What Happened To The Freedom Riders?

America in the early 1960s was a land of opportunity, freedom, and equality… as long as you were the right color, of course.

“Separate but equal” was the name of the game and even the government, the supposed beacon of justice and fairness, was in on the act. The “Jim Crow” laws, established in the late 19th century, ensured that African Americans were kept separate from whites in public places, schools, transportation, and even in voting booths. This legal and social system was underpinned by the infamous “separate but equal” doctrine established by the Supreme Court in the 1896 case Plessy vs. Ferguson, which justified and perpetuated an era of profound racial discrimination.

In this backdrop of inequality, the Supreme Court, in a rare burst of progressive thinking, decided in 1960 (Boynton vs. Virginia) that segregation in interstate bus terminals was unconstitutional, violating the Interstate Commerce Act. This ruling should have changed everything. But alas, that was not the case.

The Freedom Riders were an eclectic mix of individuals — Black, white, young, old, students, artists, and even a few who just didn’t like the current state of societal software and were craving for an update. The first Freedom Ride set out on May 4, 1961, from Washington, D.C., and was scheduled to arrive in New Orleans on May 17.

Their strategy was straightforward: Travel in small, interracial groups, and use facilities designated for the “wrong” race. White Riders would sit in the back of the bus, Black Riders in the front, and they would all attempt to use “whites-only” restrooms and lunch counters at bus stations along the way. What could go wrong? Quite a lot, as it turned out. The Riders faced severe opposition as they moved deeper into the South. In Anniston, one of their buses was firebombed, and riders were beaten by a white mob. In Birmingham, riders were again attacked, with local police allegedly giving the mob time to assault the riders without intervention.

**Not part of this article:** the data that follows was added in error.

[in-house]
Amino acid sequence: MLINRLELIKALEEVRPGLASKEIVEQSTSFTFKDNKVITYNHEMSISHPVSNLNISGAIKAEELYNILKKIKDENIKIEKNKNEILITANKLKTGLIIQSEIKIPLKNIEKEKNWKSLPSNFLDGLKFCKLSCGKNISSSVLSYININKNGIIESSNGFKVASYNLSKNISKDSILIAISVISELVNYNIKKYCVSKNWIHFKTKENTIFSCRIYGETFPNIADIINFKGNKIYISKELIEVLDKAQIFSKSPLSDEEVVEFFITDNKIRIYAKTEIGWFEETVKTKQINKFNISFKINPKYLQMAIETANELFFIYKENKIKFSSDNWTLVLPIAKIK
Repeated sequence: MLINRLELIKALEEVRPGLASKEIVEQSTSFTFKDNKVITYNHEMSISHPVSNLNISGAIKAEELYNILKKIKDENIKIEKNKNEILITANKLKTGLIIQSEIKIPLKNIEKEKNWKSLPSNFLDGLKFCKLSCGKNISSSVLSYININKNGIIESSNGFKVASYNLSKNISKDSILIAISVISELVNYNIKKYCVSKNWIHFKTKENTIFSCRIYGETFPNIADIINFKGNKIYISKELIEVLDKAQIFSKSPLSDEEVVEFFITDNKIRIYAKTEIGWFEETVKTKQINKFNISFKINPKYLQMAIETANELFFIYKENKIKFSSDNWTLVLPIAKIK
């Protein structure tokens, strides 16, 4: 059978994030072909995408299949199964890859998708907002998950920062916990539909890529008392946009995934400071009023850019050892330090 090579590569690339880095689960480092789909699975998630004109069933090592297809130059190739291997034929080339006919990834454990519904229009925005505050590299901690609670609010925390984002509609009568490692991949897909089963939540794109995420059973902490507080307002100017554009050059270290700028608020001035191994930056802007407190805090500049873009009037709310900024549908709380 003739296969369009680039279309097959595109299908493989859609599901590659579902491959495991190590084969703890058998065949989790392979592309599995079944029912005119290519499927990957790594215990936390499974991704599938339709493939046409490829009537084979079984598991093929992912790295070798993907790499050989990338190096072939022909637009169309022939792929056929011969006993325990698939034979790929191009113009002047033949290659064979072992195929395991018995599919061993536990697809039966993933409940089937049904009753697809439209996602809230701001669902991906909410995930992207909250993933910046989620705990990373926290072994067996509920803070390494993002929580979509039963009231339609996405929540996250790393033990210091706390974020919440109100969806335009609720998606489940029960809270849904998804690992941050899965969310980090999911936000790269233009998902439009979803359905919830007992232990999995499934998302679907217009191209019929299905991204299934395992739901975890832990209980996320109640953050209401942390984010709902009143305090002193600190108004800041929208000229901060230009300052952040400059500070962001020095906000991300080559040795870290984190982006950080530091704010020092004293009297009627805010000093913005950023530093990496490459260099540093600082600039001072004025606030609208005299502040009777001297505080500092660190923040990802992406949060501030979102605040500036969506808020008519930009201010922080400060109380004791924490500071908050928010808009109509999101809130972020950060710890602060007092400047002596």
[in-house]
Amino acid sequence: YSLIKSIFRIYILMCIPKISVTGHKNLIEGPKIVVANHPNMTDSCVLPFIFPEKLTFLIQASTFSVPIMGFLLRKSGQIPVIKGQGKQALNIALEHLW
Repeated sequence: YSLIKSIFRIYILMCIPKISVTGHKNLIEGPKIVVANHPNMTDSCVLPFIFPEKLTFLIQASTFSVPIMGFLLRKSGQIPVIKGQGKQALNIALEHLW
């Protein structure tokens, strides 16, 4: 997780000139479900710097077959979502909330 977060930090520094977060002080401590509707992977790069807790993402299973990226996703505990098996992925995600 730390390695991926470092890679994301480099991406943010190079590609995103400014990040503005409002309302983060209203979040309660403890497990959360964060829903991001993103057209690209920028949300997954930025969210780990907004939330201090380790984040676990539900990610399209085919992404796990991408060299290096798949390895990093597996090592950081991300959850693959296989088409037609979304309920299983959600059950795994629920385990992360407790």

The response from the federal government was, at first, very slow. But as the violence garnered national and international attention, it became harder to ignore. President John F. Kennedy, whose administration had been tiptoeing around civil rights issues to avoid upsetting Southern political leaders, finally stepped in. By September 1961, the Interstate Commerce Commission issued regulations prohibiting segregation in interstate transit terminals. The Freedom Riders also rode a wave of moral urgency that would crest with the Civil Rights Act of 1964.

Many of the Riders went on to become prominent figures in the civil rights movement and beyond. John Lewis, for example, who was beaten bloody during the Freedom Rides, went on to become a U.S. Congressman.  Diane Nash, a student at Fisk University in Nashville, Tennessee, was another key figure in the Freedom Rides. Nash had already been a leader in the Nashville sit-in movement, which successfully desegregated lunch counters in the city.  James Peck, a white activist from New York City, had previously participated in the Journey of Reconciliation in 1947. During the Freedom Rides, Peck was savagely beaten by a mob in Birmingham, Alabama on May 14, 1961, sustaining injuries so severe that he required over 50 stitches. The experiences of Lewis, Nash, and Peck ultimately helped to bring significant changes in American society.

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